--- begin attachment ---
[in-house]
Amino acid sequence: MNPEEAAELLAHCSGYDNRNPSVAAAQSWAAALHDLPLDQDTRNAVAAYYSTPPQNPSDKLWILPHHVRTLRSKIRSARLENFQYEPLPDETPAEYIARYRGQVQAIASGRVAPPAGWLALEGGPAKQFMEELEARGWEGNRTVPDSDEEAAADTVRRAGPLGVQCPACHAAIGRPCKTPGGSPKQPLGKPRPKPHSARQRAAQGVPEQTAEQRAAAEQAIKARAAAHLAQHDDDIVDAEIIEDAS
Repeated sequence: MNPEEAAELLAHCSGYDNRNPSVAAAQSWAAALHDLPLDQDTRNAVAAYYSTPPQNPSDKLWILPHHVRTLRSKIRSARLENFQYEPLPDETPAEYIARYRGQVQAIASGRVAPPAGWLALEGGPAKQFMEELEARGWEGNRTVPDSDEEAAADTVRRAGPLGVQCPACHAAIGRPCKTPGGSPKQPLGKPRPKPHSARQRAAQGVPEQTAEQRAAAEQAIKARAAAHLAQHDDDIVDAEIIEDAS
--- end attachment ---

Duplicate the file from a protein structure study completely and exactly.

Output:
[in-house]
Amino acid sequence: MNPEEAAELLAHCSGYDNRNPSVAAAQSWAAALHDLPLDQDTRNAVAAYYSTPPQNPSDKLWILPHHVRTLRSKIRSARLENFQYEPLPDETPAEYIARYRGQVQAIASGRVAPPAGWLALEGGPAKQFMEELEARGWEGNRTVPDSDEEAAADTVRRAGPLGVQCPACHAAIGRPCKTPGGSPKQPLGKPRPKPHSARQRAAQGVPEQTAEQRAAAEQAIKARAAAHLAQHDDDIVDAEIIEDAS
Repeated sequence: MNPEEAAELLAHCSGYDNRNPSVAAAQSWAAALHDLPLDQDTRNAVAAYYSTPPQNPSDKLWILPHHVRTLRSKIRSARLENFQYEPLPDETPAEYIARYRGQVQAIASGRVAPPAGWLALEGGPAKQFMEELEARGWEGNRTVPDSDEEAAADTVRRAGPLGVQCPACHAAIGRPCKTPGGSPKQPLGKPRPKPHSARQRAAQGVPEQTAEQRAAAEQAIKARAAAHLAQHDDDIVDAEIIEDAS